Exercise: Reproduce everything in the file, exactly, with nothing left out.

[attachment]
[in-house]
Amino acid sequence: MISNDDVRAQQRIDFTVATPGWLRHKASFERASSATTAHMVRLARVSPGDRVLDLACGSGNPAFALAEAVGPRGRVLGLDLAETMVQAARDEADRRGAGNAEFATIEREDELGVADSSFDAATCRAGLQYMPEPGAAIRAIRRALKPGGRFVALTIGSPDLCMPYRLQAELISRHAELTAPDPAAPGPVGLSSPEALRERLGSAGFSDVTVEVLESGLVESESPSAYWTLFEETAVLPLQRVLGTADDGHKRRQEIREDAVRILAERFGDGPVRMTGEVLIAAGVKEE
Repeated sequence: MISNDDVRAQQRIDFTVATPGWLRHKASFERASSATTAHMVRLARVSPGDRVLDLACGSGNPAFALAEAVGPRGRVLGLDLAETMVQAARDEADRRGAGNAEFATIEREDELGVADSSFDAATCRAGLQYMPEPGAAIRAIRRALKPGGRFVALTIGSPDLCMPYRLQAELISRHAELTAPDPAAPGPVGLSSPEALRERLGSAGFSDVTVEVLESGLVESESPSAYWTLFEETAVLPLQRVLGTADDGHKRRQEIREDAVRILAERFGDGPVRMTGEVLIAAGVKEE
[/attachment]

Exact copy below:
[in-house]
Amino acid sequence: MISNDDVRAQQRIDFTVATPGWLRHKASFERASSATTAHMVRLARVSPGDRVLDLACGSGNPAFALAEAVGPRGRVLGLDLAETMVQAARDEADRRGAGNAEFATIEREDELGVADSSFDAATCRAGLQYMPEPGAAIRAIRRALKPGGRFVALTIGSPDLCMPYRLQAELISRHAELTAPDPAAPGPVGLSSPEALRERLGSAGFSDVTVEVLESGLVESESPSAYWTLFEETAVLPLQRVLGTADDGHKRRQEIREDAVRILAERFGDGPVRMTGEVLIAAGVKEE
Repeated sequence: MISNDDVRAQQRIDFTVATPGWLRHKASFERASSATTAHMVRLARVSPGDRVLDLACGSGNPAFALAEAVGPRGRVLGLDLAETMVQAARDEADRRGAGNAEFATIEREDELGVADSSFDAATCRAGLQYMPEPGAAIRAIRRALKPGGRFVALTIGSPDLCMPYRLQAELISRHAELTAPDPAAPGPVGLSSPEALRERLGSAGFSDVTVEVLESGLVESESPSAYWTLFEETAVLPLQRVLGTADDGHKRRQEIREDAVRILAERFGDGPVRMTGEVLIAAGVKEE